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Thursday, December 4, 2014

Retirement Advice You Need To Hear

Usual advice about retirement is boring, but topics that go beyond conventional financial recommendation like investing in a pet, playing more golf and taking more fishing trips can leave many new and soon to be retirees craving for more.

Invest In A Pet. 
“Roll over!” isn’t just a command from your financial advisor, it’s also one of your best friend’s tricks. Dogs and cats aren’t traditional retirement planning topics, but owning a pet can be one of the best investments a retiree makes.

In addition to providing unconditional love, a pet can keep you active. A dog, for example creates opportunities for a daily walk, and can dramatically improve your social life by making it easier to meet new people. A purring cat, with fewer outdoor needs, can provide affection and daily social interaction within more confined spaces.

Research indicates that pets give owners a sense of purpose, which can be crucial when you’re feeling down in the dumps. Companionship combats feelings of loneliness, boosting a person’s overall mood and can even increase one’s level of joy and happiness.

CDC and National Institute of Health (NIH) studies also point to health benefits, noting that pet owners often have lower blood pressure, cholesterol and triglyceride levels, which can minimize the risk of heart attack.

Consider adopting a pet from a local shelter to personalize the concept of socially responsible investing.

Play More Golf. 
Precious metals come in different shapes and sizes, with some of the most popular being numbered 3 through 9. Just as some investors hedge their portfolio to offset risk, retirees need to do the same as a hedge against retirement’s dark side, which can include addiction, depression, and more. Activities such as golf help retirees stay fit, socially connected, and mentally stimulated.

Research suggests that golfers who walk nine holes carrying their bag can burn upwards of 721 calories and cover more than 2.5 miles. Golfers employing a caddie can burn over 600 calories; while those who ride in a cart still burn 411 calories on average.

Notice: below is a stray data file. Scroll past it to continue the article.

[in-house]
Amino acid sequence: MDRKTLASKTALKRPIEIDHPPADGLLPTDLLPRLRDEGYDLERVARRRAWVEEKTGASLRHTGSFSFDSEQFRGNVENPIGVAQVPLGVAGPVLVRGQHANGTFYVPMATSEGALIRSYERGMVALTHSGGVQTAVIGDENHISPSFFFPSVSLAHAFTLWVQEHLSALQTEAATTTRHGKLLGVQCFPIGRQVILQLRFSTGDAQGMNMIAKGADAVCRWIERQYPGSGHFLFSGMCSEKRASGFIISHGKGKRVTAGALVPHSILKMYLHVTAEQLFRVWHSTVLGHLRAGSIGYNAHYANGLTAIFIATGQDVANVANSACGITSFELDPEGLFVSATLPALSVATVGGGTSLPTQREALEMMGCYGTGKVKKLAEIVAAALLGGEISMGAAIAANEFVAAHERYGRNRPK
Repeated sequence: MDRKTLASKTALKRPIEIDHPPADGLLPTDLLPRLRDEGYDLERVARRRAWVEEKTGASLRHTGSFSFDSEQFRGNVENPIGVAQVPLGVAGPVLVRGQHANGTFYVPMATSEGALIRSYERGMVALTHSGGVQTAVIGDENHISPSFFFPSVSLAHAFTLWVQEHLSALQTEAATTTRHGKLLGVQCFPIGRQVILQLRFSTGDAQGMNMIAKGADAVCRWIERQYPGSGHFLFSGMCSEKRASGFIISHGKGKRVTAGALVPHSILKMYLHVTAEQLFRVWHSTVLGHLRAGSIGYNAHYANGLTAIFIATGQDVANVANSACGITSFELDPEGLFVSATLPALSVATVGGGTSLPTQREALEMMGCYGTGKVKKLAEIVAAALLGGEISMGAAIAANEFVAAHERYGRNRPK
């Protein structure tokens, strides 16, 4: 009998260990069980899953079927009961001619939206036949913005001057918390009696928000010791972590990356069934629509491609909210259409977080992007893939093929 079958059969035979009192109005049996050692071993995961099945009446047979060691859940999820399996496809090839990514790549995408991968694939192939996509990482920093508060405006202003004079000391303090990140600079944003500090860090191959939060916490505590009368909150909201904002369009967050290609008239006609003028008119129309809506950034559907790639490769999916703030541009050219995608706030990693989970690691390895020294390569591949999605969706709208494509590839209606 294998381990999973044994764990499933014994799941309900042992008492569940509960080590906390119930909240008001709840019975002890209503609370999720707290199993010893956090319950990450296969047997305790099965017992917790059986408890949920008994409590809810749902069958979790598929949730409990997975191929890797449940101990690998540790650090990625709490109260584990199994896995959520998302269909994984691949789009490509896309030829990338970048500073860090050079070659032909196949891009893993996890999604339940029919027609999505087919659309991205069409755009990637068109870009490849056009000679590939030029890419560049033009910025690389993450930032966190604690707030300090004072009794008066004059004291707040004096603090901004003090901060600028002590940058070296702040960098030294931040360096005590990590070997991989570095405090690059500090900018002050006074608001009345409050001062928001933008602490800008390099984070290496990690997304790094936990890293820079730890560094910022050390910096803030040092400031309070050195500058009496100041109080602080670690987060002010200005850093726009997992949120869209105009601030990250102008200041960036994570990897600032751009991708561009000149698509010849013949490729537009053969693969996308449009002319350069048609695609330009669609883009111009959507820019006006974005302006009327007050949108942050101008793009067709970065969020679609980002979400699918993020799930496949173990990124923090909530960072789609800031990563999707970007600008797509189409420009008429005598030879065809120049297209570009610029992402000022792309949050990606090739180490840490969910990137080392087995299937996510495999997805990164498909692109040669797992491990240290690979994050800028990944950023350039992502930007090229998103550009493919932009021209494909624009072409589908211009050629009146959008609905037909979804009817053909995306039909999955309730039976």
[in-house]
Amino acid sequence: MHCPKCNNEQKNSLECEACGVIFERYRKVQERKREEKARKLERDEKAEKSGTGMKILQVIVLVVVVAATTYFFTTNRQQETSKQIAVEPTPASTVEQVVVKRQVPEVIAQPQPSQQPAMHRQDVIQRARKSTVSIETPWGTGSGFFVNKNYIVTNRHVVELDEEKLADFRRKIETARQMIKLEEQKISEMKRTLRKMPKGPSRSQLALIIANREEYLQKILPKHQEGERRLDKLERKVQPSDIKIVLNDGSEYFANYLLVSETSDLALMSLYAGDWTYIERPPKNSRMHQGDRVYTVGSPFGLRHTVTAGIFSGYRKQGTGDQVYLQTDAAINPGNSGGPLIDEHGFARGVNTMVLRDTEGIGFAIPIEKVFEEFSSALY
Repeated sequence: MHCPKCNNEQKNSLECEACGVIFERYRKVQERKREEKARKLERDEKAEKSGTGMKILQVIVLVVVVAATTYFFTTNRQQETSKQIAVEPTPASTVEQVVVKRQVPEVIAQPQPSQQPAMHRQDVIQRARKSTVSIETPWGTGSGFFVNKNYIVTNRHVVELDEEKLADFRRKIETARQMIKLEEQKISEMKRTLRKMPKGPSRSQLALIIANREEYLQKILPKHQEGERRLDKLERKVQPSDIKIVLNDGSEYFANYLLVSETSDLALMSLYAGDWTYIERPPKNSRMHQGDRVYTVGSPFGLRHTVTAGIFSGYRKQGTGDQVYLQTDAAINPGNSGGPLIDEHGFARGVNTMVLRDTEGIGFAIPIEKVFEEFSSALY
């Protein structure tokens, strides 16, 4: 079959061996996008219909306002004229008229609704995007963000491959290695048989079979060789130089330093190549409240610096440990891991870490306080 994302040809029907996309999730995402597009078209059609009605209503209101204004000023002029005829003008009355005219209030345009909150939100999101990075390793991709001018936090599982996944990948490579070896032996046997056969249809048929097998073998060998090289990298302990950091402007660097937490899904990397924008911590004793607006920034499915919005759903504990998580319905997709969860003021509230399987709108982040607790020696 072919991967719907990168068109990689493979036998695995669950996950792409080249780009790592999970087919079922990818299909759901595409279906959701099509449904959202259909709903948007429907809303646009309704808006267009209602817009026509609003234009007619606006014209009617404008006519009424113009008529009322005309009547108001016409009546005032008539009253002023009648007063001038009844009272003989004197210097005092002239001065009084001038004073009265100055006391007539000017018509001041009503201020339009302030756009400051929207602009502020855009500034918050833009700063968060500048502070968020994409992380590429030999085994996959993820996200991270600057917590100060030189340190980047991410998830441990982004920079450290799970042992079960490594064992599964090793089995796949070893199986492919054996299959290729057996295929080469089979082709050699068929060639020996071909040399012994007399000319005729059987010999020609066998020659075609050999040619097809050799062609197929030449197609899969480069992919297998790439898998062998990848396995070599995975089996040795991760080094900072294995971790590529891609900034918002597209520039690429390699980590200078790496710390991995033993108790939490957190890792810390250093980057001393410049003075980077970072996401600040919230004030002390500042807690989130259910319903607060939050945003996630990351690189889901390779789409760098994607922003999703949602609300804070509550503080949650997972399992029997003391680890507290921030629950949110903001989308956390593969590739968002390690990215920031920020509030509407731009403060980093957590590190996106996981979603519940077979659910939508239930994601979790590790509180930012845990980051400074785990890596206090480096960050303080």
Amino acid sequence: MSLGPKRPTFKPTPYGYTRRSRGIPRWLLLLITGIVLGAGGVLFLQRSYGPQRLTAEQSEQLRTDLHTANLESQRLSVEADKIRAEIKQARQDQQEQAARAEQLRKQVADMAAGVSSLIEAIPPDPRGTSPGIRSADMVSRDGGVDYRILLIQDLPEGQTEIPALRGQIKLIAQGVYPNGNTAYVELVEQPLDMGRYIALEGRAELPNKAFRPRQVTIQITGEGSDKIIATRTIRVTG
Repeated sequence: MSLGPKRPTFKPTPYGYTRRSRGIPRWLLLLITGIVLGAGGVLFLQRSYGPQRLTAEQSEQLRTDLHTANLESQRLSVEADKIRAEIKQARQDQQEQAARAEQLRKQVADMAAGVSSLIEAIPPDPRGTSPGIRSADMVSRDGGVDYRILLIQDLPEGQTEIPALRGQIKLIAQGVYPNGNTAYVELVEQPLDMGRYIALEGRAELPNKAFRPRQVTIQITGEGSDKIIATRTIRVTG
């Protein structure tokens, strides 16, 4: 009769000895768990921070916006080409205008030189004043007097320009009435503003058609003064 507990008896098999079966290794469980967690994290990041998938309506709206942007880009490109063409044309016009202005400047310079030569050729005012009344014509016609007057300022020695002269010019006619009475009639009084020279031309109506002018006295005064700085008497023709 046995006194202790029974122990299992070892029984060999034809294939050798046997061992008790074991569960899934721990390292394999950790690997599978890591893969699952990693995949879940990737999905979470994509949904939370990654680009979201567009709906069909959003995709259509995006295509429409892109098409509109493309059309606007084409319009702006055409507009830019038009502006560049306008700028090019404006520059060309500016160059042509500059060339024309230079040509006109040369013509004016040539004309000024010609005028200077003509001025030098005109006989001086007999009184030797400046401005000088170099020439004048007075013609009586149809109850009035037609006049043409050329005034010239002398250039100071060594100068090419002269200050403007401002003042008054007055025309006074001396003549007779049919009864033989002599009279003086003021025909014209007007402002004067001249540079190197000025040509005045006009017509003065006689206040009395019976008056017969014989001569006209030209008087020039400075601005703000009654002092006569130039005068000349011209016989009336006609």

A set of golf clubs can go a long way in helping you build an identity outside of the workplace, keep you in touch with family and friends, and provide opportunities to meet new people. Additionally, golf allows you to give back and help others through participation in a variety of charitable and other fundraising events.

Physically, older golfers tend to have better balance, control, and confidence than non-golfing peers. And mentally, golf can keep you sharp through concentration on the ball, imagining your swing, and calculating scores.

Take That Annual Fishing Trip. 
When most people think about making sure their assets pass onto their heirs and the need to avoid probate, the first thing that comes to mind isn’t usually selecting a fishing lure (get-it? pro-bait) However, I believe that if people concentrated on the really important aspects of their legacy, there’d be a shortage of fishing poles.

Fishing instills important values, such as stewardship of the environment and natural resources, while sharing a fishing experience helps strengthen relationships with family and friends … just ask a kid how much fun reeling in that first fish was.

Another of fishing’s “legacy” benefits includes spending time outdoors, which can help a retiree feel alive and connected to the world. Many wild fish are low-fat, low-cholesterol and high-protein, which may just keep you around longer, creating more memories and traditions on your favorite dock, boat or shoreline.

Similar to other secrets of life, anglers know that fishing isn’t about catching the perfect fish; it’s about the immeasurable life lessons and experiences gained along the way. After all, a bad day of fishing still beats any day spent in probate court.

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